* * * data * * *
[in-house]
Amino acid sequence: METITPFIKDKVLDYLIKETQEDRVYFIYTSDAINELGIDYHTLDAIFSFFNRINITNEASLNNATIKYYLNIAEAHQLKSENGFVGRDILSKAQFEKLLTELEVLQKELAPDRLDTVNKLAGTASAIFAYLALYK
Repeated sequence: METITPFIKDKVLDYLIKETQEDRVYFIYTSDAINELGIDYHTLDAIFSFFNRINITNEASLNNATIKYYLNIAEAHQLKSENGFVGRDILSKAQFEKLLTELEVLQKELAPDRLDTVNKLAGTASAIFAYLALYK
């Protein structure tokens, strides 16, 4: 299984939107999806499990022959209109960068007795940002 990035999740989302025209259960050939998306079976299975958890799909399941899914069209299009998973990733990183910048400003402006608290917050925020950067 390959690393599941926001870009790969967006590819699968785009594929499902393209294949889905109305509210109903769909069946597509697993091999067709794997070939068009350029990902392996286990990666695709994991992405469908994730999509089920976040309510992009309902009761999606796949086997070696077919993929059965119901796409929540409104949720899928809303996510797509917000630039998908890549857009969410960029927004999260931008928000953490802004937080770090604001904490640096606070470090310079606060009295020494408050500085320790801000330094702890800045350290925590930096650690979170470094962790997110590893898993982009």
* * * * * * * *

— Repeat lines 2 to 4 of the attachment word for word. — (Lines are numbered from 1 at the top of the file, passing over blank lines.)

Amino acid sequence: METITPFIKDKVLDYLIKETQEDRVYFIYTSDAINELGIDYHTLDAIFSFFNRINITNEASLNNATIKYYLNIAEAHQLKSENGFVGRDILSKAQFEKLLTELEVLQKELAPDRLDTVNKLAGTASAIFAYLALYK
Repeated sequence: METITPFIKDKVLDYLIKETQEDRVYFIYTSDAINELGIDYHTLDAIFSFFNRINITNEASLNNATIKYYLNIAEAHQLKSENGFVGRDILSKAQFEKLLTELEVLQKELAPDRLDTVNKLAGTASAIFAYLALYK
């Protein structure tokens, strides 16, 4: 299984939107999806499990022959209109960068007795940002 990035999740989302025209259960050939998306079976299975958890799909399941899914069209299009998973990733990183910048400003402006608290917050925020950067 390959690393599941926001870009790969967006590819699968785009594929499902393209294949889905109305509210109903769909069946597509697993091999067709794997070939068009350029990902392996286990990666695709994991992405469908994730999509089920976040309510992009309902009761999606796949086997070696077919993929059965119901796409929540409104949720899928809303996510797509917000630039998908890549857009969410960029927004999260931008928000953490802004937080770090604001904490640096606070470090310079606060009295020494408050500085320790801000330094702890800045350290925590930096650690979170470094962790997110590893898993982009």